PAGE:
A publicity photo of Janis Martin in the late 1950s or early ’60s.
Janis Martin was just a teenager from Virginia when she was christened “The Female Elvis.” In the mid-1950s, she sold 750,000 copies of a song called “Will You, Willyum.” She played the Grand Ole Opry, American Bandstand and The Tonight Show. But her fame was short-lived. Martin got married and had a baby, which didn’t sit so well with the people managing her career. Her label dropped her, and she fell off the musical map.
Five years ago, a fan got Martin back in a studio, and the result is a new album, The Blanco Sessions. That fan, Rosie Flores, co-produced the album with Bobby Trimble, and spoke toWeekend Edition Sunday host Rachel Martin about the life of Janis Martin and the process of making The Blanco Sessions.
Janis Martin (right) with Rosie Flores.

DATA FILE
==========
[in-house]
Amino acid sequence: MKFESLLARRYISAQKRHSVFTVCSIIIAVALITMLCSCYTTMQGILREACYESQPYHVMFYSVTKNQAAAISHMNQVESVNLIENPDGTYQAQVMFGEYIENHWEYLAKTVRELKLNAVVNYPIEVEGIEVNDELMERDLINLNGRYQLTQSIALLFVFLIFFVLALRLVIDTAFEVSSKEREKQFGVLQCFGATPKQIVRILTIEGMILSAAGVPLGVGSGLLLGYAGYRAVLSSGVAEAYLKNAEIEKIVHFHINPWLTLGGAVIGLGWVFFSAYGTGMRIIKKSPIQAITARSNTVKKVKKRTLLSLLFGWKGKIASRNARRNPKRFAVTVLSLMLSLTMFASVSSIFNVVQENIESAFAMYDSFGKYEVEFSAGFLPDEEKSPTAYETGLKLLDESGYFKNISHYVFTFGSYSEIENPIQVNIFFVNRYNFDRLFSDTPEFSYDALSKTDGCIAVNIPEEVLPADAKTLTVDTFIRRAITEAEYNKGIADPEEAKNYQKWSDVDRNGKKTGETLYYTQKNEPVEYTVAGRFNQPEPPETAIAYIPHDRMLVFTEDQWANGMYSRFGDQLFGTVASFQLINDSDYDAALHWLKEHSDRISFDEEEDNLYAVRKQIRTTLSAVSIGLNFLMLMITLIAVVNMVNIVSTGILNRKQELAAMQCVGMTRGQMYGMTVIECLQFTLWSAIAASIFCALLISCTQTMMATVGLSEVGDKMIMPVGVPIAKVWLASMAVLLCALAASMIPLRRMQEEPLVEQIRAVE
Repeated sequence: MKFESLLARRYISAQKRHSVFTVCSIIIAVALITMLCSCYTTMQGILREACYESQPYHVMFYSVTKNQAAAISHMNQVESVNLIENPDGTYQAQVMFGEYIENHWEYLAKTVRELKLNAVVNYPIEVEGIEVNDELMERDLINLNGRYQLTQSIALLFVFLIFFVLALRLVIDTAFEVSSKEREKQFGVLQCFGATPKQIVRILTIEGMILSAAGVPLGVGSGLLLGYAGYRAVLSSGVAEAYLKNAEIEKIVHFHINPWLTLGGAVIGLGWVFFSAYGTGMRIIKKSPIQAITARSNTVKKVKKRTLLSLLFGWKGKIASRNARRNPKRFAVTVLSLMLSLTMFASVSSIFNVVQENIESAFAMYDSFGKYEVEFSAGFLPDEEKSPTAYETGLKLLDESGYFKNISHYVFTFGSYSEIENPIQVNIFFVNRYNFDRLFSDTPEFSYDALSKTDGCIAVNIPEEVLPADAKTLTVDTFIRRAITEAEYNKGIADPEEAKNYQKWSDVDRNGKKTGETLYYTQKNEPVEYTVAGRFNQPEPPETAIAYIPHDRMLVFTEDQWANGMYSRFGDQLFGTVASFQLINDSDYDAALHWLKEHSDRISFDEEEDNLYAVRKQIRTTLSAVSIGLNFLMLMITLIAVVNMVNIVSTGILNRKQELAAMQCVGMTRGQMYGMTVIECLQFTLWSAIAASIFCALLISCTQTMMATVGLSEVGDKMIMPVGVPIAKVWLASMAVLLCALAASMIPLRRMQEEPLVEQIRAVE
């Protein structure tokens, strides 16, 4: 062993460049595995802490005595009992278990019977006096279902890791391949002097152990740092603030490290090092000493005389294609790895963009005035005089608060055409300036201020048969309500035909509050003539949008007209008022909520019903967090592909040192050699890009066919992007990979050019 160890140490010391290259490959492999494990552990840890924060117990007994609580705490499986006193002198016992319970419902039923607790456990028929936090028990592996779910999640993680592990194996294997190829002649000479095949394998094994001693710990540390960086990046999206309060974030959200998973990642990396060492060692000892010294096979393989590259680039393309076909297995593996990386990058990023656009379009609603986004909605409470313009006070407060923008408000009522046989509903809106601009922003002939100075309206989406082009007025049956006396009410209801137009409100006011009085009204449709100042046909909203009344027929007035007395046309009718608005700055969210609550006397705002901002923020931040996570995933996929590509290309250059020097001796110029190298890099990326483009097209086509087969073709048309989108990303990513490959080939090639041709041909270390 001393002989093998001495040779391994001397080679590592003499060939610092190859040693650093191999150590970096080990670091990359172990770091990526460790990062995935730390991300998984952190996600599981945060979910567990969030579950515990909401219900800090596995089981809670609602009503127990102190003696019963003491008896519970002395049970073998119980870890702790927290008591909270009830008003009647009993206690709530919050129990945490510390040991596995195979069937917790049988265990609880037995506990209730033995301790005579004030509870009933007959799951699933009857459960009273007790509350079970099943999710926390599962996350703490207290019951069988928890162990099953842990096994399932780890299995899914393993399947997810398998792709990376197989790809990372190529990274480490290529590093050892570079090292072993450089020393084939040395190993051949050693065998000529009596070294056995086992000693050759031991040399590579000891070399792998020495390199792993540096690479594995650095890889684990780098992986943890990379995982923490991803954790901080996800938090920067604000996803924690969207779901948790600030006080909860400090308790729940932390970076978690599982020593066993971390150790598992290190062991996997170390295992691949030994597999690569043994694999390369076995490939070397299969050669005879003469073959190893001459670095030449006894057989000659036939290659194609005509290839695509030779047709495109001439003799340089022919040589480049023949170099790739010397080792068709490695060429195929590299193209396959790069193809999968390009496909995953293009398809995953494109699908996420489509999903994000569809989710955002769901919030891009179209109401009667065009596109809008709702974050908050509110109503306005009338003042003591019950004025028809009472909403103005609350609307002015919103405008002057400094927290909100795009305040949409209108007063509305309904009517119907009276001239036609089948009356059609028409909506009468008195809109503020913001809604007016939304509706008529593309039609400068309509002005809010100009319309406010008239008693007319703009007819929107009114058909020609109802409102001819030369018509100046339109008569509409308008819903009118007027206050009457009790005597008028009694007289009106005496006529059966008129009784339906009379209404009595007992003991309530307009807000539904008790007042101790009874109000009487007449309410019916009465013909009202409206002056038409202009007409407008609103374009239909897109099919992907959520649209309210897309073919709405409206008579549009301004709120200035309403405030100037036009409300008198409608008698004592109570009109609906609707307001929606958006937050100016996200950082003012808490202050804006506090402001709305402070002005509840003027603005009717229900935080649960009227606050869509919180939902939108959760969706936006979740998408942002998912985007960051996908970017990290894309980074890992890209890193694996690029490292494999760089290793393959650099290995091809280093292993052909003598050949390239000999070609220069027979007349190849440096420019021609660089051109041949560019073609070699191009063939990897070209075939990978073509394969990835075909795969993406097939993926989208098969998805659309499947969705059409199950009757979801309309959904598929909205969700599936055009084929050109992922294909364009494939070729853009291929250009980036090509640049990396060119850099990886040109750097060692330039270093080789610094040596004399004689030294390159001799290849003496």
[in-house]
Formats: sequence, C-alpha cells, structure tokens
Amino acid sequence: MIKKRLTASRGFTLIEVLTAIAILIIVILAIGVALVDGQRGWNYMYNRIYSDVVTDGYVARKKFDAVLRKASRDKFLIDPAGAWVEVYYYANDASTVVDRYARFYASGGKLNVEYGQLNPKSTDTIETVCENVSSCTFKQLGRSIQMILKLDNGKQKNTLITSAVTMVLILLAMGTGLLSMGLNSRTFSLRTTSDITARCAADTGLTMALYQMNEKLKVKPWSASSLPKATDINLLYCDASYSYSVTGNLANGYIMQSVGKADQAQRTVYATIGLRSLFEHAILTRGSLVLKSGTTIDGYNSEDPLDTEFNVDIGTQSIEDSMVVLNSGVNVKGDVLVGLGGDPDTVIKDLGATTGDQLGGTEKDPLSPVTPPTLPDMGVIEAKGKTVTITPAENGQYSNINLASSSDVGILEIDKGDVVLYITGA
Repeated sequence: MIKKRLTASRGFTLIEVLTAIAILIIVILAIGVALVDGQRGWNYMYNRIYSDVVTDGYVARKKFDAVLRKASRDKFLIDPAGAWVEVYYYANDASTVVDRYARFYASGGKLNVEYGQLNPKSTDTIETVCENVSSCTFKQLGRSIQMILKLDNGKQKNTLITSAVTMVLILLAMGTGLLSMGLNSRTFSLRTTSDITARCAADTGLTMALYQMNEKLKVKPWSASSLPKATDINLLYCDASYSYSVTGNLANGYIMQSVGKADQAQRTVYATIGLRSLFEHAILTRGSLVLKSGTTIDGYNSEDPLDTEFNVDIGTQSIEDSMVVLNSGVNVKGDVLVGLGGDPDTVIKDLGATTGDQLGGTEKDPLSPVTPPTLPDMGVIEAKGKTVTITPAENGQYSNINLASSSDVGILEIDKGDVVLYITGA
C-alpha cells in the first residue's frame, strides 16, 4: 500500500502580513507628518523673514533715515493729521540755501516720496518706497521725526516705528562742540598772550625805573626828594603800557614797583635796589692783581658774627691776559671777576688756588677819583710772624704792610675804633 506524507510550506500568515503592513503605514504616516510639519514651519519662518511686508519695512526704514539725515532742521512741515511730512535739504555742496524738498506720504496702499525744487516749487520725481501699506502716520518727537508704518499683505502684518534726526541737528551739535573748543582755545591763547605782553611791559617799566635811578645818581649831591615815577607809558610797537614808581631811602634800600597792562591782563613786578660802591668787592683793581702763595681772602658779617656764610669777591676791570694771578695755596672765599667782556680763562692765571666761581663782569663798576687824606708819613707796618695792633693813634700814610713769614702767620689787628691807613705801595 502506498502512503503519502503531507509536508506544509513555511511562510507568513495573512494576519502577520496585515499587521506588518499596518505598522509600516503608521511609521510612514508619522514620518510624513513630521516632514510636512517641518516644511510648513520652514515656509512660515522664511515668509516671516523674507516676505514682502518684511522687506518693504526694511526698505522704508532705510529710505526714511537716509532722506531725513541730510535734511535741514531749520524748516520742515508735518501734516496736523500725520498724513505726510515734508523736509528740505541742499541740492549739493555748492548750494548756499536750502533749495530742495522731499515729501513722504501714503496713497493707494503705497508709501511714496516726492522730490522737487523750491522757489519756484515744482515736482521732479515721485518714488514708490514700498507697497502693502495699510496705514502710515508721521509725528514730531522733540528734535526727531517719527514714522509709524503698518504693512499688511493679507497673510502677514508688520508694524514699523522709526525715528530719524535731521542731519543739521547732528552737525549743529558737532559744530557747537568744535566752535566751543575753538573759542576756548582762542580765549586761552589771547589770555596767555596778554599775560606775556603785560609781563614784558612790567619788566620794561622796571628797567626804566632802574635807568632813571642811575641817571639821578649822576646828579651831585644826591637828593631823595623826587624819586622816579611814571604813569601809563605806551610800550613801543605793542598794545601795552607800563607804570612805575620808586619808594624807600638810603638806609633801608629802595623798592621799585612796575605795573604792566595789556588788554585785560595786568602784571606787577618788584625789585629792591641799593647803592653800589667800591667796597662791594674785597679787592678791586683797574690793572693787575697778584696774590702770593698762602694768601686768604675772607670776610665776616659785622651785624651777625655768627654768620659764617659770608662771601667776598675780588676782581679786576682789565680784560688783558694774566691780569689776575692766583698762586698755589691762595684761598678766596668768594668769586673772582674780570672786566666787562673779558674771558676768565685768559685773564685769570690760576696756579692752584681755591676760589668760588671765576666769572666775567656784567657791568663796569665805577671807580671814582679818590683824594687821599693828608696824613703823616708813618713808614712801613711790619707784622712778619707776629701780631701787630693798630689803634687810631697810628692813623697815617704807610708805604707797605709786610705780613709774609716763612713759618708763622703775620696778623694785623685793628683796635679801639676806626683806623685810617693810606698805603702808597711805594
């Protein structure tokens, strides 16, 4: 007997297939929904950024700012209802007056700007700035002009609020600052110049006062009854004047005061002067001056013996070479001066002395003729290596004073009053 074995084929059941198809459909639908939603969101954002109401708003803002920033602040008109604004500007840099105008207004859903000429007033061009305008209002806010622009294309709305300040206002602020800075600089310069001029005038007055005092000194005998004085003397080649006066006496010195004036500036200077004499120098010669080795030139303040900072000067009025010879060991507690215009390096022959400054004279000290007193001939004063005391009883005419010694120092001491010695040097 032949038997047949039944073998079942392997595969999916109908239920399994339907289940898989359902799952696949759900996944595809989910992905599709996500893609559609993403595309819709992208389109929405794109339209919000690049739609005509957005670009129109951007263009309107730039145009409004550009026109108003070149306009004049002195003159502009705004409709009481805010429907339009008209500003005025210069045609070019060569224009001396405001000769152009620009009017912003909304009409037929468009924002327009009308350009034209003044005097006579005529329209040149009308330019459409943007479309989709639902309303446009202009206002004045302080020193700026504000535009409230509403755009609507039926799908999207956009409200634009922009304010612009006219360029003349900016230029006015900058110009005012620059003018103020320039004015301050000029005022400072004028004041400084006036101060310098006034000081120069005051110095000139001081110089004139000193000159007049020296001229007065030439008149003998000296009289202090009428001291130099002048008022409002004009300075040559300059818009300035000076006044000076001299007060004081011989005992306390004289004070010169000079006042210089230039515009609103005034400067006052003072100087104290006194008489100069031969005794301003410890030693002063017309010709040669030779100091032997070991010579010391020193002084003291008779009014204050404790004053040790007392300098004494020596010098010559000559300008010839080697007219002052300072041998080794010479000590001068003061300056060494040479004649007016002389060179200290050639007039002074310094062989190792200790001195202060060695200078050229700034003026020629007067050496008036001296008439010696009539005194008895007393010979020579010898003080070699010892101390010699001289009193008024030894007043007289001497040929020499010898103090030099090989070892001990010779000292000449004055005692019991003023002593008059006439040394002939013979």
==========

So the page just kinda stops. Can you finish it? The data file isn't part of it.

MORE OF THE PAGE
Courtesy of the artist
Flores says she first heard Martin in 1979 at a rockabilly show, during Martin’s brief comeback. “It was Janis Martin for me that really became kind of a role model and an idol … because of how amazing her voice sounded and the kind of guitar parts that were on her records,” she says. “It just really spoke to me.”
In 2007, Flores set out to help Martin give new voice to some old tunes. She brought Martin to a studio in Blanco, Texas.
“It was just inspiring to watch her work in the studio after all these years. I realized that she and I had such a great rapport, and that I could relax her in the studio, and she took direction so well,” says Flores. “She was a little bit nervous because she hadn’t done this in such a long time. It was important for her that it be really good.”
Flores recalls how excited Martin was about the record coming out. She remembers Martin saying that she was going to get her luck together and begin to plan tours. But Martin died of lung cancer at age 67, just a few months after wrapping up production of The Blanco Sessions.